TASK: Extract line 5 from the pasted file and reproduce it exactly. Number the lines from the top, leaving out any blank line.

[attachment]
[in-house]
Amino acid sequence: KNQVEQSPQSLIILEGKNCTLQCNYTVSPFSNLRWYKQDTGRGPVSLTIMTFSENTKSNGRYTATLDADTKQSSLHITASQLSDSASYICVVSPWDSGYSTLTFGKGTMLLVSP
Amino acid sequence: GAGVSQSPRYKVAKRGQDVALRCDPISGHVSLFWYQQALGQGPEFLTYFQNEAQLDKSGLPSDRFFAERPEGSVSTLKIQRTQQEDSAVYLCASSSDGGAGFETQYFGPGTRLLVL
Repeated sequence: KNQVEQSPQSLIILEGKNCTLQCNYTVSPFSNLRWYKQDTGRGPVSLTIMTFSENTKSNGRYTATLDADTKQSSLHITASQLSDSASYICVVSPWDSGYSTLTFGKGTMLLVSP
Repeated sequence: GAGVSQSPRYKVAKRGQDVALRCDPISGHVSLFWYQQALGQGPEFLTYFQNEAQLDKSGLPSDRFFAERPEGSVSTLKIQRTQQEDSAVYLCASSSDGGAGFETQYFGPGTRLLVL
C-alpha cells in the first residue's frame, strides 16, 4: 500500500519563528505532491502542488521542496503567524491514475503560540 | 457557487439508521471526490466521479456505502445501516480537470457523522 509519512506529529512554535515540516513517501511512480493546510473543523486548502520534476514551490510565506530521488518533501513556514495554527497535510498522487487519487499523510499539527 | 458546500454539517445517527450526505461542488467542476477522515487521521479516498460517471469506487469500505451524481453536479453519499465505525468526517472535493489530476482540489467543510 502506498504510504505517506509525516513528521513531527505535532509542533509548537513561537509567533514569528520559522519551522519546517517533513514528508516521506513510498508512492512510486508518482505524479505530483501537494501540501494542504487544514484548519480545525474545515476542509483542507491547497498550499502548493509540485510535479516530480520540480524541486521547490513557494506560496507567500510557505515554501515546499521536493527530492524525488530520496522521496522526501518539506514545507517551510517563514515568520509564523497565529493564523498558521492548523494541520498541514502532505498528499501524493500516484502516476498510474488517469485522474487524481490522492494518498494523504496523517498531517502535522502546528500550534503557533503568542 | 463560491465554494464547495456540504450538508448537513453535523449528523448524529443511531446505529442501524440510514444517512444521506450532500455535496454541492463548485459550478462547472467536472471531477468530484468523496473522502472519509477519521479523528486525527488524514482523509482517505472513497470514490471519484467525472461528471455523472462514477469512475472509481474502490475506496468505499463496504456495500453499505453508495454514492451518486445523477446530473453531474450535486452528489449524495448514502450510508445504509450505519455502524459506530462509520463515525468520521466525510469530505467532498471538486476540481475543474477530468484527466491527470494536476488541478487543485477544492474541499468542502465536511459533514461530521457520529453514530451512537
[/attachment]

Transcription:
Repeated sequence: GAGVSQSPRYKVAKRGQDVALRCDPISGHVSLFWYQQALGQGPEFLTYFQNEAQLDKSGLPSDRFFAERPEGSVSTLKIQRTQQEDSAVYLCASSSDGGAGFETQYFGPGTRLLVL